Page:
Planet Earth Reviews

  • May 31, 2020

    John Saxon is great as the time traveler that gets stuck in the future, but ends up being a slave to a race of women who drug men! Cheesy in some parts, but enjoyable but not to be taken too seriously.

    John Saxon is great as the time traveler that gets stuck in the future, but ends up being a slave to a race of women who drug men! Cheesy in some parts, but enjoyable but not to be taken too seriously.

  • Aug 07, 2019

    John Saxon just cannot act his way out of a paper bag. His performance ruined this show. Still, I am at a loss as to why Alex Cord's version of the show did not take off. It followed through far better than this one. Interestingly enough, Majel did get the premise going into a successful series as Andromeda.

    John Saxon just cannot act his way out of a paper bag. His performance ruined this show. Still, I am at a loss as to why Alex Cord's version of the show did not take off. It followed through far better than this one. Interestingly enough, Majel did get the premise going into a successful series as Andromeda.

  • Dec 16, 2014

    The semi sequel to Genesis 2. Yet again Gene Roddenberry manages to deliver a very strange science fiction film. I did enjoy the original actor who played Dylan Hunt but I think John Saxon is a welcomed bonus to the series. Definitely worth checking out.

    The semi sequel to Genesis 2. Yet again Gene Roddenberry manages to deliver a very strange science fiction film. I did enjoy the original actor who played Dylan Hunt but I think John Saxon is a welcomed bonus to the series. Definitely worth checking out.

  • Jan 06, 2012

    Gene Roddenberry was looking for another sci-fi series after Star Trek & Planet Earth was his 2nd attempt that wasn't picked up & the network decided to go w/ the 6 Million Dollar Man. 6 Million probably the better of the 2 but after watching Planet Earth it's too bad they passed because it probably could have survived a while & been a good follow up for the night. Now I may just be saying that because I like John Saxon & would have liked to see him as a TV star having more to watch from his personal catalogue. Not nearly as good as Star Trek but this pilot has a lot of charms w/ a society dominated by women that the submissive men were referred to as 'dinks'. How that ever got by the censors in beyond me. Dinks make for good breeding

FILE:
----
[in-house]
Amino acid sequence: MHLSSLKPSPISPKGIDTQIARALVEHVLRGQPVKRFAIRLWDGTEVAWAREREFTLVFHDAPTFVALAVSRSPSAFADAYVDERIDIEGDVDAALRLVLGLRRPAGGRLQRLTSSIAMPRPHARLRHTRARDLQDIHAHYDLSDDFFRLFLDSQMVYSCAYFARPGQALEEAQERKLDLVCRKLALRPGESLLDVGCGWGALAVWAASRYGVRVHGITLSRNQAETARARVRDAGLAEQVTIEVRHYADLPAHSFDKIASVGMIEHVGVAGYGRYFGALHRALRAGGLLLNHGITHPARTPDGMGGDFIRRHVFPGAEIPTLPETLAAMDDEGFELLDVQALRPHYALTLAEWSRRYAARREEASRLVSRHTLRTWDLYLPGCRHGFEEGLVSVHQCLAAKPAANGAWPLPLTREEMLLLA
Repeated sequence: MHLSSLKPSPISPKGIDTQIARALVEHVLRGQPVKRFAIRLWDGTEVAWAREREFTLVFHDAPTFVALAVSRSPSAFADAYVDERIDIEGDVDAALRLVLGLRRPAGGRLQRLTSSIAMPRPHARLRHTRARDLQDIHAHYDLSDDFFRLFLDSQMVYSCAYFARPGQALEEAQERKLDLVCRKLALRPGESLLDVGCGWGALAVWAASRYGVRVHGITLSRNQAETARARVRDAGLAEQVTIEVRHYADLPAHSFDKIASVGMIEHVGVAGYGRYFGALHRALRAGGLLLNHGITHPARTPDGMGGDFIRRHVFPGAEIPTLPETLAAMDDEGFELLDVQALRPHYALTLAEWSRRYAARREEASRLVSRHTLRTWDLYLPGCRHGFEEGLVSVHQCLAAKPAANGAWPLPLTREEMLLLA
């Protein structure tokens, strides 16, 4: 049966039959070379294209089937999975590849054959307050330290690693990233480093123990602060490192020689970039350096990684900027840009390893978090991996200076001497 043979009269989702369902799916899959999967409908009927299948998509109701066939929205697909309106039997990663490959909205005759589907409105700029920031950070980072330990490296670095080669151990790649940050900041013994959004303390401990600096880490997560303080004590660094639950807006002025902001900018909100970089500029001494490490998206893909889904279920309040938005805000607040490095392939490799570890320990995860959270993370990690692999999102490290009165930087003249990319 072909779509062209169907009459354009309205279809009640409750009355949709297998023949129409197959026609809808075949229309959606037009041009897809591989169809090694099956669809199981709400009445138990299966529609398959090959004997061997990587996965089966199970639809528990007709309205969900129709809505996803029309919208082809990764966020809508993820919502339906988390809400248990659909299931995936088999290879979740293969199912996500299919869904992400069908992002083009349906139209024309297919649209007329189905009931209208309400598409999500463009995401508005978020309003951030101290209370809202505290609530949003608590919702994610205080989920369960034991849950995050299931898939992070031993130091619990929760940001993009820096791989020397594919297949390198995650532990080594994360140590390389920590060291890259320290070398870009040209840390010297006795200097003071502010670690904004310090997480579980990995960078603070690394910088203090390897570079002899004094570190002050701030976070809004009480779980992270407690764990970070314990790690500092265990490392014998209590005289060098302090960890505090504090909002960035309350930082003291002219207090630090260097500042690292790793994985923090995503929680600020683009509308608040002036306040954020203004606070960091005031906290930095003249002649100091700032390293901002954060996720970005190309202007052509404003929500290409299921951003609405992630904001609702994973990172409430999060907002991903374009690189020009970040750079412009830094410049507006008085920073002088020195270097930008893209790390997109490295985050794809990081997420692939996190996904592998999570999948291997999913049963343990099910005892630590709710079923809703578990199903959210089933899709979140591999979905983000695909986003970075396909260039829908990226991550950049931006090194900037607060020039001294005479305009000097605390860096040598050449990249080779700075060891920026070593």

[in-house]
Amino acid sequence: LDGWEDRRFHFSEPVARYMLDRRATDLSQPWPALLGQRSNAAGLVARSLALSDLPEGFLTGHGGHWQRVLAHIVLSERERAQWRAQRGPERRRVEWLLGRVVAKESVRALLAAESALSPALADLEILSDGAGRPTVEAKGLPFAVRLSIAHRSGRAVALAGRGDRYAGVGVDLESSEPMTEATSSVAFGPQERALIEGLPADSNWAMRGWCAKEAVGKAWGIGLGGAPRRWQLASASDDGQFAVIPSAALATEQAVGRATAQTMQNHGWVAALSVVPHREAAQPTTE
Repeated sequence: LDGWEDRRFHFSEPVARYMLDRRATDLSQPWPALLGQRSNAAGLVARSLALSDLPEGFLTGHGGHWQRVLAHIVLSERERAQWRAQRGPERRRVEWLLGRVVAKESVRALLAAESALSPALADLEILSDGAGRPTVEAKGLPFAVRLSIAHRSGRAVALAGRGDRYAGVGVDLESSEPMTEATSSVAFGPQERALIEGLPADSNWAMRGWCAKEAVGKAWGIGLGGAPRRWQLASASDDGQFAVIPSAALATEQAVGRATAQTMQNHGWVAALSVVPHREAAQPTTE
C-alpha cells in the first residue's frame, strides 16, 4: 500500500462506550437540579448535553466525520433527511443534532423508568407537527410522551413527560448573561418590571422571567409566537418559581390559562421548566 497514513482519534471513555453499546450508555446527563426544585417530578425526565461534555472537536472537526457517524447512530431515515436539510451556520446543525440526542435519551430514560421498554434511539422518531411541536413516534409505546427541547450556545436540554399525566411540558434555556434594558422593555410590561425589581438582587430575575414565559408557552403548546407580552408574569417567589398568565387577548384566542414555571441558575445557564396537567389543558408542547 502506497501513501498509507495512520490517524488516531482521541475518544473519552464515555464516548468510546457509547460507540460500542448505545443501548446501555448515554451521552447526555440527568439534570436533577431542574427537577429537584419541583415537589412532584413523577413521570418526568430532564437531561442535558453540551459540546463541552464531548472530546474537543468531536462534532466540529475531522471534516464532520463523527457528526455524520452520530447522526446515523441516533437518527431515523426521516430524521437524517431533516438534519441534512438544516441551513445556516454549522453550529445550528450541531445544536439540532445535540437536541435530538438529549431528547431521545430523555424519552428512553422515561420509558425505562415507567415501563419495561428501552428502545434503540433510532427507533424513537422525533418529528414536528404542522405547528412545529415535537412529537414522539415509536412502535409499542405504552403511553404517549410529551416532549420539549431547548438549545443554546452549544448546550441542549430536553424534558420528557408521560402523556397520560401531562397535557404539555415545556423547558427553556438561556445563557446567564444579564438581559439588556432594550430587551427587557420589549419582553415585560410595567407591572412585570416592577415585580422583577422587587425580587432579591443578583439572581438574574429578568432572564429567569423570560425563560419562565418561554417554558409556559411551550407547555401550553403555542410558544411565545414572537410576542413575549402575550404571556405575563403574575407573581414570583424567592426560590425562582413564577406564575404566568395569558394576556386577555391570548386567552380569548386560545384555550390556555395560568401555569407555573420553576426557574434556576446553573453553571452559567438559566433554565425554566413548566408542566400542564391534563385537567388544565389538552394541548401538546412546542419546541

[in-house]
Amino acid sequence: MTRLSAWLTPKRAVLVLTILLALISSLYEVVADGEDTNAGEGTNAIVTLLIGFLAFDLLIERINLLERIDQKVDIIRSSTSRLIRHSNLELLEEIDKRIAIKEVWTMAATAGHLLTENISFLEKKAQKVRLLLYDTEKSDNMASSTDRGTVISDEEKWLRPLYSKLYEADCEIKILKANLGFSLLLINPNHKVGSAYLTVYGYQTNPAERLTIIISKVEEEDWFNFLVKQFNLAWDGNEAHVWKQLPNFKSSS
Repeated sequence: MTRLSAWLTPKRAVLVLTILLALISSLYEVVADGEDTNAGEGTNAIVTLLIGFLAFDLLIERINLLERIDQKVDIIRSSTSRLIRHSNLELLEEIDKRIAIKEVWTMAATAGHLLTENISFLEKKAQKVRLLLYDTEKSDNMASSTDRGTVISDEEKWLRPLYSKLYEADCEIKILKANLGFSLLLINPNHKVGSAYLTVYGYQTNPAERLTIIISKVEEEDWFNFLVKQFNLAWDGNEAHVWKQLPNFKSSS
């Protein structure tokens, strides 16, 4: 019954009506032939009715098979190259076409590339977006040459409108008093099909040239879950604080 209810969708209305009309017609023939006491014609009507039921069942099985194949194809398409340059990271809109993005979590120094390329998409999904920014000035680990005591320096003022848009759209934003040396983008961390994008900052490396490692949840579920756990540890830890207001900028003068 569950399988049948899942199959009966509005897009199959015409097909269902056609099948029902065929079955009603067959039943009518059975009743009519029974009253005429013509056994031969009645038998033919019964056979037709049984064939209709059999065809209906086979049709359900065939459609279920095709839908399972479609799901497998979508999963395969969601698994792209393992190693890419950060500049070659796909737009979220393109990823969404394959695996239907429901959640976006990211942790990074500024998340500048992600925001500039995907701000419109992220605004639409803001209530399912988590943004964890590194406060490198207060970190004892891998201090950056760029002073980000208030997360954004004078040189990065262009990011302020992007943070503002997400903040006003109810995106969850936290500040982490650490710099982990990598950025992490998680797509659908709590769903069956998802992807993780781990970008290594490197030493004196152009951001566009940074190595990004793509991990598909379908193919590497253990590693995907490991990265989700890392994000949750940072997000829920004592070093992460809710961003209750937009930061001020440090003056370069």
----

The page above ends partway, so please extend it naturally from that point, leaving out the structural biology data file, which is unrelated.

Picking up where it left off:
Gene Roddenberry was looking for another sci-fi series after Star Trek & Planet Earth was his 2nd attempt that wasn't picked up & the network decided to go w/ the 6 Million Dollar Man. 6 Million probably the better of the 2 but after watching Planet Earth it's too bad they passed because it probably could have survived a while & been a good follow up for the night. Now I may just be saying that because I like John Saxon & would have liked to see him as a TV star having more to watch from his personal catalogue. Not nearly as good as Star Trek but this pilot has a lot of charms w/ a society dominated by women that the submissive men were referred to as 'dinks'. How that ever got by the censors in beyond me. Dinks make for good breeding

  • Feb 14, 2011

    Dylan Hunt is back in GGene Roddenberry's second attempt to launch a series based on the concepts he developed for Genesis II (1973). This time, Hunt is played by John Saxon. A PAX scientist is shot by the mutant militaristic Keeg. There is a highly skilled PAX-trained doctor who can save the scientist but he has been captured by the Confederacy, a matriarchy were men are enslaved. This was filmed in 1974, and Roddenberry seems to be having some fun with the burgeoning feminist movement. Hunt infiltrates the Cenfederacy and ends up as the property of Dana Muldar (like the Tyrannians in the first film, the Confederacy dresses like ancient Romans with the amazons wearing dresses more appropriate for lounging in and not fighting in and I never see one carrying a weapon but they are suposedly fierce and feared warriors, go figure). There is a drug put in the men's food that saps their will and the Keeg want the secret of that drug and are closing in fast.

    Dylan Hunt is back in GGene Roddenberry's second attempt to launch a series based on the concepts he developed for Genesis II (1973). This time, Hunt is played by John Saxon. A PAX scientist is shot by the mutant militaristic Keeg. There is a highly skilled PAX-trained doctor who can save the scientist but he has been captured by the Confederacy, a matriarchy were men are enslaved. This was filmed in 1974, and Roddenberry seems to be having some fun with the burgeoning feminist movement. Hunt infiltrates the Cenfederacy and ends up as the property of Dana Muldar (like the Tyrannians in the first film, the Confederacy dresses like ancient Romans with the amazons wearing dresses more appropriate for lounging in and not fighting in and I never see one carrying a weapon but they are suposedly fierce and feared warriors, go figure). There is a drug put in the men's food that saps their will and the Keeg want the secret of that drug and are closing in fast.